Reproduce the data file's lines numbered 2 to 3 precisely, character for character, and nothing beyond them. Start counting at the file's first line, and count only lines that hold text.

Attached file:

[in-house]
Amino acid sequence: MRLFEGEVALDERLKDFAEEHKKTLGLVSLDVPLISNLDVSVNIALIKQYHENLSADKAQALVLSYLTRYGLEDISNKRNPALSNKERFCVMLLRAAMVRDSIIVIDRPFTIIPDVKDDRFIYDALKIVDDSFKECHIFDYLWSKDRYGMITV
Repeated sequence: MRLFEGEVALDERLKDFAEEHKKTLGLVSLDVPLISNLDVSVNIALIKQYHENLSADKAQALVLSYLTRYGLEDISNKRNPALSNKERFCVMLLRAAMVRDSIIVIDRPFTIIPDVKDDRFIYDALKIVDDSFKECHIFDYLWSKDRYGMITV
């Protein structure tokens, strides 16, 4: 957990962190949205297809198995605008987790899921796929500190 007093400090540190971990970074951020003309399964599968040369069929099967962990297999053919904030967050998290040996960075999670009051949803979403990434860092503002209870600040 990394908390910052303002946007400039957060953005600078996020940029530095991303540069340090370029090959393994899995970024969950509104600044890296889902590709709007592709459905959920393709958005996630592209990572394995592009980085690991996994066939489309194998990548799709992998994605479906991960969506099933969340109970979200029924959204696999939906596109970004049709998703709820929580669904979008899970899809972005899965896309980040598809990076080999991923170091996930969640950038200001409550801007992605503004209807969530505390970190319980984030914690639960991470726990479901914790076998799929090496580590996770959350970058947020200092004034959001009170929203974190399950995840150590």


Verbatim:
Amino acid sequence: MRLFEGEVALDERLKDFAEEHKKTLGLVSLDVPLISNLDVSVNIALIKQYHENLSADKAQALVLSYLTRYGLEDISNKRNPALSNKERFCVMLLRAAMVRDSIIVIDRPFTIIPDVKDDRFIYDALKIVDDSFKECHIFDYLWSKDRYGMITV
Repeated sequence: MRLFEGEVALDERLKDFAEEHKKTLGLVSLDVPLISNLDVSVNIALIKQYHENLSADKAQALVLSYLTRYGLEDISNKRNPALSNKERFCVMLLRAAMVRDSIIVIDRPFTIIPDVKDDRFIYDALKIVDDSFKECHIFDYLWSKDRYGMITV